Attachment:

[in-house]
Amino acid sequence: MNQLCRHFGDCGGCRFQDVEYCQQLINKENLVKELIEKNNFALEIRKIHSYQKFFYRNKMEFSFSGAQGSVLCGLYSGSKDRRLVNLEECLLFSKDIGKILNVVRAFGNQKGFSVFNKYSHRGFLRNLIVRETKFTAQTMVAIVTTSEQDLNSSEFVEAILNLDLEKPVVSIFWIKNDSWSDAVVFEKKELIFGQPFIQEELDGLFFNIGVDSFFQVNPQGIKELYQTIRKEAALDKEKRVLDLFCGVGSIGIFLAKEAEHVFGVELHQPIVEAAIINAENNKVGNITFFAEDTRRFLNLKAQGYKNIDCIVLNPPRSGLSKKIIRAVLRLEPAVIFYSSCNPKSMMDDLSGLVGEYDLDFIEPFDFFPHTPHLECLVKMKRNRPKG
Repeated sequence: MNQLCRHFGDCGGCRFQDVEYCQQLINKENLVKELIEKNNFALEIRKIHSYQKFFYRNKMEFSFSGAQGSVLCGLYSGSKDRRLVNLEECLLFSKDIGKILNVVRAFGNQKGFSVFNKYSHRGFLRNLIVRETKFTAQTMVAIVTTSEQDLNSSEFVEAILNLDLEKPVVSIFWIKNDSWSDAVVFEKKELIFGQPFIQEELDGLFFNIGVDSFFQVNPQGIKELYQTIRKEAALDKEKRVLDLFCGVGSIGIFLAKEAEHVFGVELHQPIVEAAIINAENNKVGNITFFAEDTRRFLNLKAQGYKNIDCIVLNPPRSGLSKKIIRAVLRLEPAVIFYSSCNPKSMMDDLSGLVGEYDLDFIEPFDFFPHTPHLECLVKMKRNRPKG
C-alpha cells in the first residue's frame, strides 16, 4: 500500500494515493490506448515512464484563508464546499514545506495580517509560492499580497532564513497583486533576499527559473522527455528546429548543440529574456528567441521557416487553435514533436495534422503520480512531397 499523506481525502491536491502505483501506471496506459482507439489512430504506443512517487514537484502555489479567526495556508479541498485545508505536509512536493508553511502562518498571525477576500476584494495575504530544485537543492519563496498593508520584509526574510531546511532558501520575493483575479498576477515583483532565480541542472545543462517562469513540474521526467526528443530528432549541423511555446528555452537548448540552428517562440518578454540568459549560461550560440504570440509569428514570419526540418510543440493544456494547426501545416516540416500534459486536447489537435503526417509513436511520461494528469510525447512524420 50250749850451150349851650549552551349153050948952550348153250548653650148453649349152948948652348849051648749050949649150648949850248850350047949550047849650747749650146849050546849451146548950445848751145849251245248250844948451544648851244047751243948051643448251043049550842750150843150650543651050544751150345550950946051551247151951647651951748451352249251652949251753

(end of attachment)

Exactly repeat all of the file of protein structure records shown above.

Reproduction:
[in-house]
Amino acid sequence: MNQLCRHFGDCGGCRFQDVEYCQQLINKENLVKELIEKNNFALEIRKIHSYQKFFYRNKMEFSFSGAQGSVLCGLYSGSKDRRLVNLEECLLFSKDIGKILNVVRAFGNQKGFSVFNKYSHRGFLRNLIVRETKFTAQTMVAIVTTSEQDLNSSEFVEAILNLDLEKPVVSIFWIKNDSWSDAVVFEKKELIFGQPFIQEELDGLFFNIGVDSFFQVNPQGIKELYQTIRKEAALDKEKRVLDLFCGVGSIGIFLAKEAEHVFGVELHQPIVEAAIINAENNKVGNITFFAEDTRRFLNLKAQGYKNIDCIVLNPPRSGLSKKIIRAVLRLEPAVIFYSSCNPKSMMDDLSGLVGEYDLDFIEPFDFFPHTPHLECLVKMKRNRPKG
Repeated sequence: MNQLCRHFGDCGGCRFQDVEYCQQLINKENLVKELIEKNNFALEIRKIHSYQKFFYRNKMEFSFSGAQGSVLCGLYSGSKDRRLVNLEECLLFSKDIGKILNVVRAFGNQKGFSVFNKYSHRGFLRNLIVRETKFTAQTMVAIVTTSEQDLNSSEFVEAILNLDLEKPVVSIFWIKNDSWSDAVVFEKKELIFGQPFIQEELDGLFFNIGVDSFFQVNPQGIKELYQTIRKEAALDKEKRVLDLFCGVGSIGIFLAKEAEHVFGVELHQPIVEAAIINAENNKVGNITFFAEDTRRFLNLKAQGYKNIDCIVLNPPRSGLSKKIIRAVLRLEPAVIFYSSCNPKSMMDDLSGLVGEYDLDFIEPFDFFPHTPHLECLVKMKRNRPKG
C-alpha cells in the first residue's frame, strides 16, 4: 500500500494515493490506448515512464484563508464546499514545506495580517509560492499580497532564513497583486533576499527559473522527455528546429548543440529574456528567441521557416487553435514533436495534422503520480512531397 499523506481525502491536491502505483501506471496506459482507439489512430504506443512517487514537484502555489479567526495556508479541498485545508505536509512536493508553511502562518498571525477576500476584494495575504530544485537543492519563496498593508520584509526574510531546511532558501520575493483575479498576477515583483532565480541542472545543462517562469513540474521526467526528443530528432549541423511555446528555452537548448540552428517562440518578454540568459549560461550560440504570440509569428514570419526540418510543440493544456494547426501545416516540416500534459486536447489537435503526417509513436511520461494528469510525447512524420 50250749850451150349851650549552551349153050948952550348153250548653650148453649349152948948652348849051648749050949649150648949850248850350047949550047849650747749650146849050546849451146548950445848751145849251245248250844948451544648851244047751243948051643448251043049550842750150843150650543651050544751150345550950946051551247151951647651951748451352249251652949251753